‘Yes, and…!” – Jumping into the unknown – Why don’t we do more of it?

The other day, I had a coffee with a friend who is promoting change in how we do democracy. She is particularly preoccupied with the way well-educated, professional middle (and upper middle) class people dominate the mainstream politics and the conversations along the Beltway.  She has repeatedly said to me: “Veena, we go about our business as though it is merely business, but for some people these matters are life and death!”

She’s right.

A lot of people in the United States (and, of course, around the world) are in basic survival mode. Bills to be paid, increasing debt, an education system that is letting them down, unemployment, exhaustion etc. In some ways, the description I just wrote applies equally to lower and middle folks alike. Yet, my friend – let’s call her Paula – was thinking about the people who are just keeping their heads above the water, who live in communities plagued by drugs, violence, large numbers of men in prison and other destructive dynamics. You would think – or at least I did – Paula would be ready to do almost anything to feel like she is doing all she can to push boundaries, to wake people up. Because, after all, she is feeling very awake to the idea that on the one hand people’s lives are at risk and on the other our democracy is trundling along weighted down by professionals (everywhere on the political spectrum) pushing papers, stroking their own egos, debating ideas, being partisan, living comfortable lives and being very reluctant to break with convention.

Yet, I witnessed in Paula something that surprised me when we were talking. It also left me feeling a bit sad. Not withstanding the life and death nature of the business we are in, Paula seemed afraid to break with convention, challenge the rules, take risks.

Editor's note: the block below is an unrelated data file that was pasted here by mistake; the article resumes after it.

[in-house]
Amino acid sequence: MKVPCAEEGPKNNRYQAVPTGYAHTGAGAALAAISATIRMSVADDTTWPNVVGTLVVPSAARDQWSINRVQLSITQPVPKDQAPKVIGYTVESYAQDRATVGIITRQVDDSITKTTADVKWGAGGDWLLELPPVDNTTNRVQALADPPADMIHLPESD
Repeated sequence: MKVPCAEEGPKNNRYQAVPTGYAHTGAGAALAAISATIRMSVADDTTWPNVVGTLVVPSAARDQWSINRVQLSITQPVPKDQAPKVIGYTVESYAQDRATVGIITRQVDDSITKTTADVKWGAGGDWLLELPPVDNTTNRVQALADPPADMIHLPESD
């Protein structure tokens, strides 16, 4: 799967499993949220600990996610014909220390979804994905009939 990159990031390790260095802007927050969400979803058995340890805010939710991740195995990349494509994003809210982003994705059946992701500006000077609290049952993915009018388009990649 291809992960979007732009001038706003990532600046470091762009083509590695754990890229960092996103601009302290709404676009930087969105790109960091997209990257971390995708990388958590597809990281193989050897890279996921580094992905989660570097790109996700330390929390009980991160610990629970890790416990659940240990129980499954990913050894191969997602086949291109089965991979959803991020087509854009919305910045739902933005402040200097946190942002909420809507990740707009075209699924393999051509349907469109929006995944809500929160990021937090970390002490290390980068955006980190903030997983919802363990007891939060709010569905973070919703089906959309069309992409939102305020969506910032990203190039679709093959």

Last week, I wrote about jumping – jumping off the train we often ride in our social change work, the train that takes us through the lands of frustration, disempowerment, lack of voice, conflict etc, within our organizations and partnerships. My conversation with Paula reminded me of another aspect of jumping – jumping into the unknown. 

Paula’s organization is going to have a big event next year. We – or perhaps I – started kicking around different ideas for it. I was feeling playful and a bit agitated. I was thinking: “Okay, you are frustrated with the status quo, so DO something! DO something DIFFERENT!” One idea that came to mind was to have the event in a place like Detroit. Work with local people to use the event as a hook to do some regenerative work in a city that is full of degeneration. I said this in the context of thinking that it would be amazing if bunches of people – of Occupiers, for example – went to Detroit with the intention of slowly rebuilding the city (or a small community within it) applying the range of so-called alternative principles and systems that we progressive social changemakers say we are about and that are being lived out in community pockets around the world.  It would take time, creativity, love, patience and perseverance. It could be done by stepping on convention over and over again, by tossing aside rules, regulations, bureaucracy. It could be done by drawing on internal, relational and material resources in ways that we right now perhaps cannot even imagine – but can trust will unfold.

We agreed that DC has its own fair share for need regeneration, and thus Janet need not go so far afield.  I responded to this with “Ohh, yeh, you could do the conference in DC, but do it differently. You could make it so all the services, e.g. catering, are done through local vendors or even train up currently unemployed folks to do everything. You could build on that by somehow making it that everyone at the conference has a service role to play (even if only for a few hours) and the traditional service providers, e.g. caterers, cleaners etc. all participate in the conference. This could break down the server/served split and nurture a more meaningful sense of equality in the space. It could bring more active voices into the dialogue. Yeh, you could have FUN with this!”